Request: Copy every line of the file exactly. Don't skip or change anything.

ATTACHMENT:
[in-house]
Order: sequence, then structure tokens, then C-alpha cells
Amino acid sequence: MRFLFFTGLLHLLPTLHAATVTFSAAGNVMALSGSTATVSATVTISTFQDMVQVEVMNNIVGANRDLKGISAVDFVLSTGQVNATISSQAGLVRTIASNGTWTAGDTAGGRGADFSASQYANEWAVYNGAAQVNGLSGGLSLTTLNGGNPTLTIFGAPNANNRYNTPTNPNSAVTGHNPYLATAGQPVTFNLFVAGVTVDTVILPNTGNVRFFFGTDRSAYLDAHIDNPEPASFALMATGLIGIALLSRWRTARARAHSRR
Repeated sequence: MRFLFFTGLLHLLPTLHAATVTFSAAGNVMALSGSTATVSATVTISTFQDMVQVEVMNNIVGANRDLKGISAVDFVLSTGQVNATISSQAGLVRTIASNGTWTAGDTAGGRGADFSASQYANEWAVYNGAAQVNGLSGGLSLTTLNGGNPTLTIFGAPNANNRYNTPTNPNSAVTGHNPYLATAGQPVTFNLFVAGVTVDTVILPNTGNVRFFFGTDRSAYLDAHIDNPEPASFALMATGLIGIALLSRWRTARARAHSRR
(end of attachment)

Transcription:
[in-house]
Order: sequence, then structure tokens, then C-alpha cells
Amino acid sequence: MRFLFFTGLLHLLPTLHAATVTFSAAGNVMALSGSTATVSATVTISTFQDMVQVEVMNNIVGANRDLKGISAVDFVLSTGQVNATISSQAGLVRTIASNGTWTAGDTAGGRGADFSASQYANEWAVYNGAAQVNGLSGGLSLTTLNGGNPTLTIFGAPNANNRYNTPTNPNSAVTGHNPYLATAGQPVTFNLFVAGVTVDTVILPNTGNVRFFFGTDRSAYLDAHIDNPEPASFALMATGLIGIALLSRWRTARARAHSRR
Repeated sequence: MRFLFFTGLLHLLPTLHAATVTFSAAGNVMALSGSTATVSATVTISTFQDMVQVEVMNNIVGANRDLKGISAVDFVLSTGQVNATISSQAGLVRTIASNGTWTAGDTAGGRGADFSASQYANEWAVYNGAAQVNGLSGGLSLTTLNGGNPTLTIFGAPNANNRYNTPTNPNSAVTGHNPYLATAGQPVTFNLFVAGVTVDTVILPNTGNVRFFFGTDRSAYLDAHIDNPEPASFALMATGLIGIALLSRWRTARARAHSRR